Original Research ARTICLE
Associations Between C-Reactive Protein, Insulin Sensitivity, and Resting Metabolic Rate in Adults: A Mediator Analysis
- 1Institute for Nutritional Medicine, University Hospital Klinikum Rechts der Isar, Technical University of Munich, Munich, Germany
- 2ZIEL Institute for Food and Health, Technical University of Munich, Munich, Germany
- 3Else Kroener-Fresenius-Center for Nutritional Medicine, Chair for Nutritional Medicine, Technical University of Munich, Munich, Germany
Objective: Long-term positive energy balance promotes the development of obesity, a main risk factor for type 2 diabetes mellitus (T2DM). While an association between increased resting metabolic rate (RMR) and insulin sensitivity (IS) was shown previously, the underlying mechanisms remain unclear. Aim of the mediator analysis was to investigate the role of inflammation within the association between RMR and IS.
Methods: Anthropometric, clinical, and lifestyle data were collected according to standard operating procedures. RMR was measured using indirect calorimetry. Homeostasis model assessment for insulin resistance (HOMA-IR) was used as an IS parameter and C-reactive protein (CRP) was measured to represent the inflammatory status. Statistical analyses were performed using SPSS.
Results: The analysis included 782 adults (517 females) with a mean age of 32.4 ± 12.0 years and a mean body mass index (BMI) of 24.6 ± 5.2 kg/m2. Regression analysis indicated a significant evidence for associations between RMR and HOMA-IR (ß = 39.3 ± 7.3 kcal/d; p ≤ 0.001) and CRP and HOMA-IR (ß = 0.5 ± 0.1; p ≤ 0.001) after adjustment for fat-free mass, sex, age, and study site. Results of the mediator analysis did not support the hypothesis that CRP is a mediator for the association between RMR and HOMA-IR. These results did not change after participant stratification according to sex or BMI.
Conclusion: A significant evidence for an association between RMR and IS was shown in a large cohort. However, the inflammatory status, determined via CRP levels, was not a mediator within this association.
The Global Burden of Disease consortium estimates that the prevalence of obesity and type 2 diabetes mellitus (T2DM) has more than doubled globally in recent decades (1). Data from the World Health Organization indicates that the global prevalence of T2DM among adults has risen from 4.7% in 1980 to 8.5% in 2014 (2). A positive energy balance, triggered by modern and sedentary lifestyle with low physical activity and high consumption of energy-dense foods is associated with the development of overweight and obesity, which are the two main risk factors for T2DM (3).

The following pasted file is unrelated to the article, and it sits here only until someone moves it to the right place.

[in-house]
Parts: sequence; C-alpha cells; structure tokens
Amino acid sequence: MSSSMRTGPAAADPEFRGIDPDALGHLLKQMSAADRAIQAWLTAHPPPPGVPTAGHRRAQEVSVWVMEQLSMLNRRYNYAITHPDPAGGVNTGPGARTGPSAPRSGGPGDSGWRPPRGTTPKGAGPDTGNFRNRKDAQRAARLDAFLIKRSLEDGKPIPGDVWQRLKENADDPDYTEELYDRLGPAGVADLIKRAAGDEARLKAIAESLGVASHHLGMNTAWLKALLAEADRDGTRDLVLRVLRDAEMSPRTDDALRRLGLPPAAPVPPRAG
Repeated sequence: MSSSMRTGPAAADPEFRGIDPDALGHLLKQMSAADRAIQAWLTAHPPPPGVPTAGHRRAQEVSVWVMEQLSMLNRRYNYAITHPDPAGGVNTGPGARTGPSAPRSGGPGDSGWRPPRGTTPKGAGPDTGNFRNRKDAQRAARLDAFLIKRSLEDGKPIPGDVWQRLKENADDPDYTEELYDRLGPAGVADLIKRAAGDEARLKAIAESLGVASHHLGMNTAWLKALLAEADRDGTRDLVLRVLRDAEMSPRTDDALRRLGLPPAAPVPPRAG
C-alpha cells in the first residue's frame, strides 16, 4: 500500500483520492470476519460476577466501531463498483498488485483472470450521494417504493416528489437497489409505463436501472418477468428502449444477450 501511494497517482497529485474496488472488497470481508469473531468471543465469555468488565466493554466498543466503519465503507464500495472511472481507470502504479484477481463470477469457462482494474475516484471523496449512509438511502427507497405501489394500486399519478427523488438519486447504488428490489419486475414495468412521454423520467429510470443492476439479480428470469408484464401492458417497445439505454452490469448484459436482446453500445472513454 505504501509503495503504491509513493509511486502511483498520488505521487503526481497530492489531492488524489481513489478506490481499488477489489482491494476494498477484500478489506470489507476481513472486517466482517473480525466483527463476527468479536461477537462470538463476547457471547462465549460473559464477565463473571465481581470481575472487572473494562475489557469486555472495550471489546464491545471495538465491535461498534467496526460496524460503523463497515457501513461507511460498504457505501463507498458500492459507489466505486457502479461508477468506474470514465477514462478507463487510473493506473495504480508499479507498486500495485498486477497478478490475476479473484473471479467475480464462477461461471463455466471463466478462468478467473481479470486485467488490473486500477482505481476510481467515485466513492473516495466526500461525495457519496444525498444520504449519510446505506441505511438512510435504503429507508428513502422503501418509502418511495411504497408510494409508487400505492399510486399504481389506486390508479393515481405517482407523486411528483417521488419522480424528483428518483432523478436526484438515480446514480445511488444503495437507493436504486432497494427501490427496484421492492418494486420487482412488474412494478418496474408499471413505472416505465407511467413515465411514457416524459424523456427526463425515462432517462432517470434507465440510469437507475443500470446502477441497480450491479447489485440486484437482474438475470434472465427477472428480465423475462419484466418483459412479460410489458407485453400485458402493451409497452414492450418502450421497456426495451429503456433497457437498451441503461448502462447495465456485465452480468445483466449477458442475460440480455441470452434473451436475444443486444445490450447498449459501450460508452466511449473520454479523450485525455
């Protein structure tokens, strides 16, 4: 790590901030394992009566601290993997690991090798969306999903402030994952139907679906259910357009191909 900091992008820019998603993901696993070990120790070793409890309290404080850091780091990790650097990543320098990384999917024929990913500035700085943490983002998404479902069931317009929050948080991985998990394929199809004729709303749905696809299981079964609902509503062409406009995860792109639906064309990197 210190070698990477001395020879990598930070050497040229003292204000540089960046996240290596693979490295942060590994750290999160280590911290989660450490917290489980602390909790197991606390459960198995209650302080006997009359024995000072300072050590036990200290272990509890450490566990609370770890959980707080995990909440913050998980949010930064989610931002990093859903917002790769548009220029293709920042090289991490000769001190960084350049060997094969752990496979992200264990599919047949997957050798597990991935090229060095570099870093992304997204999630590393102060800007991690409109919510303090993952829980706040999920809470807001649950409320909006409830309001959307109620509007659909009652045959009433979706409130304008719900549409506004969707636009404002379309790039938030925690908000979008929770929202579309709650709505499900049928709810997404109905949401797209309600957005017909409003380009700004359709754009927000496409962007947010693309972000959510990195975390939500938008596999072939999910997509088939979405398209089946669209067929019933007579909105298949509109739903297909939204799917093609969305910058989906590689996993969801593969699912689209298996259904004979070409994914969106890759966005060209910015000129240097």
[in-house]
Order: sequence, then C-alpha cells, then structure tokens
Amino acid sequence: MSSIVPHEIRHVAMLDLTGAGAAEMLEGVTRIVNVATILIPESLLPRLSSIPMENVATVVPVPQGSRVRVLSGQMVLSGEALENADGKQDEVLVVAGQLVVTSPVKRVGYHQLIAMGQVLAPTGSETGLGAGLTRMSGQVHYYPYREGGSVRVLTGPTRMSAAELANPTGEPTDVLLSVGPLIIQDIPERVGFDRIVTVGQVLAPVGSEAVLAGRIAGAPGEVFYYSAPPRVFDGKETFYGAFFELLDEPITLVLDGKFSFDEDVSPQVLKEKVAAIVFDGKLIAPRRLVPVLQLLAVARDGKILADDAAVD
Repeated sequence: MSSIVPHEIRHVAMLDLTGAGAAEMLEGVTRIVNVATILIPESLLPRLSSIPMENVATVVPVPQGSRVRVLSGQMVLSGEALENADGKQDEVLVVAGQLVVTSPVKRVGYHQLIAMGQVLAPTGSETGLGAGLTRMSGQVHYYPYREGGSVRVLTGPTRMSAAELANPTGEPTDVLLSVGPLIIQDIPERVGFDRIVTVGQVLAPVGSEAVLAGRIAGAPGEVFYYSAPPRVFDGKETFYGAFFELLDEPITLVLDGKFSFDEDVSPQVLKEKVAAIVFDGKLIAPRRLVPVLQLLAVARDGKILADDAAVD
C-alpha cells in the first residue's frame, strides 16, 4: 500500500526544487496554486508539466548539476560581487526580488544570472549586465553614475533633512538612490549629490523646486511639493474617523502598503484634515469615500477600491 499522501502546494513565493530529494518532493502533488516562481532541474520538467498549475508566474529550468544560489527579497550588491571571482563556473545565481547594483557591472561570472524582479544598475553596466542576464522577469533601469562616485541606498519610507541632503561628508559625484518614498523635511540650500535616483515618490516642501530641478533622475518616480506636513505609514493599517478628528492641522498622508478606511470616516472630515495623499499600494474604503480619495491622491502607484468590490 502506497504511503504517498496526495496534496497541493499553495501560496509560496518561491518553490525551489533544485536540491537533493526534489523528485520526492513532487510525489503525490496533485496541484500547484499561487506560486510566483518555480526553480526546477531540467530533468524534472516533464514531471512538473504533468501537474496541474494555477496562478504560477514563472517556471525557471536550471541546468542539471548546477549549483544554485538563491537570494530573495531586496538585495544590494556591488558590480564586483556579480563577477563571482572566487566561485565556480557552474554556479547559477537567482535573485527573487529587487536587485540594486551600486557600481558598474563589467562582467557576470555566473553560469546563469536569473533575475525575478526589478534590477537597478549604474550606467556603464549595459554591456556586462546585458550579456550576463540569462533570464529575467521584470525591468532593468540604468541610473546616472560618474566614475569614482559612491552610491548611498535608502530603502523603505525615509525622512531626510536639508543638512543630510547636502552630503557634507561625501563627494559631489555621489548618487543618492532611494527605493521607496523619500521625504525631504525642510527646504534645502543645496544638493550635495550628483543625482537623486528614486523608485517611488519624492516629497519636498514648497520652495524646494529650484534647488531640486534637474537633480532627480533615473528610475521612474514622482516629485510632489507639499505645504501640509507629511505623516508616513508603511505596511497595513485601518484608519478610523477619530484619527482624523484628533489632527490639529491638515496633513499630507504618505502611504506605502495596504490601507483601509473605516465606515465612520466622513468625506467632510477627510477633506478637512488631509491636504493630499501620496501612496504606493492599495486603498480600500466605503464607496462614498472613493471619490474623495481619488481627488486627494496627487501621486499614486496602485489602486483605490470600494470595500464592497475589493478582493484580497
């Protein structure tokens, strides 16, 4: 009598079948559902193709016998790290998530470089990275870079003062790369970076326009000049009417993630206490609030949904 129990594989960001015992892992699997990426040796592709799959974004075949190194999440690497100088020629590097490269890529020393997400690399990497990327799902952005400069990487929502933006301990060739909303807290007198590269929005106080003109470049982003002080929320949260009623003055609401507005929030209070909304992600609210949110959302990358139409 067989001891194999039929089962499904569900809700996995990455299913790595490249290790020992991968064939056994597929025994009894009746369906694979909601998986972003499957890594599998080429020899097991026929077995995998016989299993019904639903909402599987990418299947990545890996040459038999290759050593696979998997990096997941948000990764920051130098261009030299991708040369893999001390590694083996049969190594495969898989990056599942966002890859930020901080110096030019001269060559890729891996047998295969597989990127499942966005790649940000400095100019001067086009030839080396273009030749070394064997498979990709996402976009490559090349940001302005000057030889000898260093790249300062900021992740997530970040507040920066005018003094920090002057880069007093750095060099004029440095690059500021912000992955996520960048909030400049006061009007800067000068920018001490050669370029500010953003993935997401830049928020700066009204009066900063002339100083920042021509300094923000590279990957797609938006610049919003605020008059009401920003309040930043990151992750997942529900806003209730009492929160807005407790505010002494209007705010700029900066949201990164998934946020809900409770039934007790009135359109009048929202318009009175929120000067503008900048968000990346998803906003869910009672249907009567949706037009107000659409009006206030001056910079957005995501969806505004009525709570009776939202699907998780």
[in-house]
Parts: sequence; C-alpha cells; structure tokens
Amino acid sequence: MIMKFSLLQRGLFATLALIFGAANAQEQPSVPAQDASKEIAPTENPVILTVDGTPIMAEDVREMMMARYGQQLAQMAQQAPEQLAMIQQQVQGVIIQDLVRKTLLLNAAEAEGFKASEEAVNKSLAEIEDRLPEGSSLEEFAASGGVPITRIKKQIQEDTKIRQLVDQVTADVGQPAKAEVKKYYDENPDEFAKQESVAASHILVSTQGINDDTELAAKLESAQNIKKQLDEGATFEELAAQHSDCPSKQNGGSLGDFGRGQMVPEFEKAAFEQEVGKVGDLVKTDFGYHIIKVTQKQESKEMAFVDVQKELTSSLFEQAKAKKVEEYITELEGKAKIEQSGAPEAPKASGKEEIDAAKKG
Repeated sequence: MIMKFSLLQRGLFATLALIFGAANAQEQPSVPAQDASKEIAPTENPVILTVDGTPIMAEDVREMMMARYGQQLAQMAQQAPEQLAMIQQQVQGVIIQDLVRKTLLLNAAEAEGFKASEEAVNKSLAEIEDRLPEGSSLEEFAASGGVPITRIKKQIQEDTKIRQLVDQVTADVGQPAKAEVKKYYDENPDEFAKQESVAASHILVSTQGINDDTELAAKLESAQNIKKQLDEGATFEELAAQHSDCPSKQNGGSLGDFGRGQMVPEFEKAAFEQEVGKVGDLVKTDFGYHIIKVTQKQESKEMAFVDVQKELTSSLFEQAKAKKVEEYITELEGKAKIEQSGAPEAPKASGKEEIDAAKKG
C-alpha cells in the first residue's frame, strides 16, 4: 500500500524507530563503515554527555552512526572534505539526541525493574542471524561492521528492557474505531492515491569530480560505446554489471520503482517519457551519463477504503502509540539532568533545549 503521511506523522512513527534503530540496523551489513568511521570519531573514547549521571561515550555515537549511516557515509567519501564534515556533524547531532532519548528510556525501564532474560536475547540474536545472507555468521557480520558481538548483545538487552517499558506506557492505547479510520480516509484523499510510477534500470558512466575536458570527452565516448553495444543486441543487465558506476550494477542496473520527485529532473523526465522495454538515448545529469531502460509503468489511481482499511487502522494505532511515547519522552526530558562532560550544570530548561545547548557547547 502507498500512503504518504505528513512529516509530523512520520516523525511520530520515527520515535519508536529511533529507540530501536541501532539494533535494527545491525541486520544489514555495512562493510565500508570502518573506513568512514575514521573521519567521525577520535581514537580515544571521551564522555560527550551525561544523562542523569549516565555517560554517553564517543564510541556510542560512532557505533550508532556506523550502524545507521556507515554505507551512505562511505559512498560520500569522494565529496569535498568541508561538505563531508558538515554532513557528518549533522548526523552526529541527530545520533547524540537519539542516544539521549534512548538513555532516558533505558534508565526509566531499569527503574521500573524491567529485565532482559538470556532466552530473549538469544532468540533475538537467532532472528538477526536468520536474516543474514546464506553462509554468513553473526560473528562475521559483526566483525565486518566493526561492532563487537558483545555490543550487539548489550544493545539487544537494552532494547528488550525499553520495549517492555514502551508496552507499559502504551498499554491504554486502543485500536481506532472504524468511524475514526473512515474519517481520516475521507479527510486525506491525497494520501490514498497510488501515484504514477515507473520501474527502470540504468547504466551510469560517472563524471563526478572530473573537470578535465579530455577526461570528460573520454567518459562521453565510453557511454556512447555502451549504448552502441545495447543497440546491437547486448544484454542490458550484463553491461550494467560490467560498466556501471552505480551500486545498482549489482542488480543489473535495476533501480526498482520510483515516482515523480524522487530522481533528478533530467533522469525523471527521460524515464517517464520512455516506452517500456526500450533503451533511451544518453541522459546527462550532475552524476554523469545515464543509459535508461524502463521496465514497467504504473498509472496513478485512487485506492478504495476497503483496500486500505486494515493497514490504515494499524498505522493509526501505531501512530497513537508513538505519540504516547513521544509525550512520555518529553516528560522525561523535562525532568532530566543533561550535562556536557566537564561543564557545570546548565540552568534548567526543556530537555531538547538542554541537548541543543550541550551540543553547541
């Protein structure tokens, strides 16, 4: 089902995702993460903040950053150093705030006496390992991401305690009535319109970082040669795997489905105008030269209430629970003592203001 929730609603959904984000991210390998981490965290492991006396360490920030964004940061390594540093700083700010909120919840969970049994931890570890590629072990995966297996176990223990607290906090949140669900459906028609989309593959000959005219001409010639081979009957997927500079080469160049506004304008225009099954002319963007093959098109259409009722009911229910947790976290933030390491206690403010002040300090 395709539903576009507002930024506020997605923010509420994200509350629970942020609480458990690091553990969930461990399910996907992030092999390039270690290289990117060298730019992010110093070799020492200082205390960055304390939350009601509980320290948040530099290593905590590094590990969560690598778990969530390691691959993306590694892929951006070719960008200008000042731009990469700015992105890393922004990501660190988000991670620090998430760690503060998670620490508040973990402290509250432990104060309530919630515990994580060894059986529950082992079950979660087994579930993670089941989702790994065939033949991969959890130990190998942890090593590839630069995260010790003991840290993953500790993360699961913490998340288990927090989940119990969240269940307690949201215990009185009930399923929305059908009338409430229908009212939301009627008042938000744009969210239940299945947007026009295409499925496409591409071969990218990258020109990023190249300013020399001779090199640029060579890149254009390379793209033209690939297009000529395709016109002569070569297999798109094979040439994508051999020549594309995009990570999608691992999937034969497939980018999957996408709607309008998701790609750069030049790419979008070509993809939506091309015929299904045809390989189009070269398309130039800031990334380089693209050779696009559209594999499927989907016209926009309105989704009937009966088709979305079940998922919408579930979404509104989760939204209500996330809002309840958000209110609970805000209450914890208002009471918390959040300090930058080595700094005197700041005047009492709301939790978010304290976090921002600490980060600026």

Both obesity and T2DM are characterized by not only impaired insulin sensitivity (IS) but also low-grade inflammation (4, 5). Subacute chronic inflammation might promote metabolic disturbances, providing evidence for the designation of T2DM as a chronic inflammatory disease (6, 7). Studies suggest a negative association between resting metabolic rate (RMR) and IS (8–11). In two studies, subjects with obesity and impaired glucose tolerance exhibited higher RMR levels than those with obesity and normal glucose tolerance (10, 12). Furthermore, a significantly positive association between RMR and C-reactive protein (CRP), an acute-phase protein as marker of inflammation, was reported in participants suffering from severe diseases (13, 14). This effect could be explained by the energy costs due to the inflammatory status (15), which is common in persons with T2DM (5, 16).
To date, the role of the inflammatory status within the association between RMR and IS as well as the impact of inflammation on RMR remains unclear. Therefore, the present analysis was conducted to evaluate the role of the inflammatory status, represented by CRP levels, within the association between RMR and IS. In addition, sex- and body mass index (BMI)-specific subanalyses were performed to study potential confounders.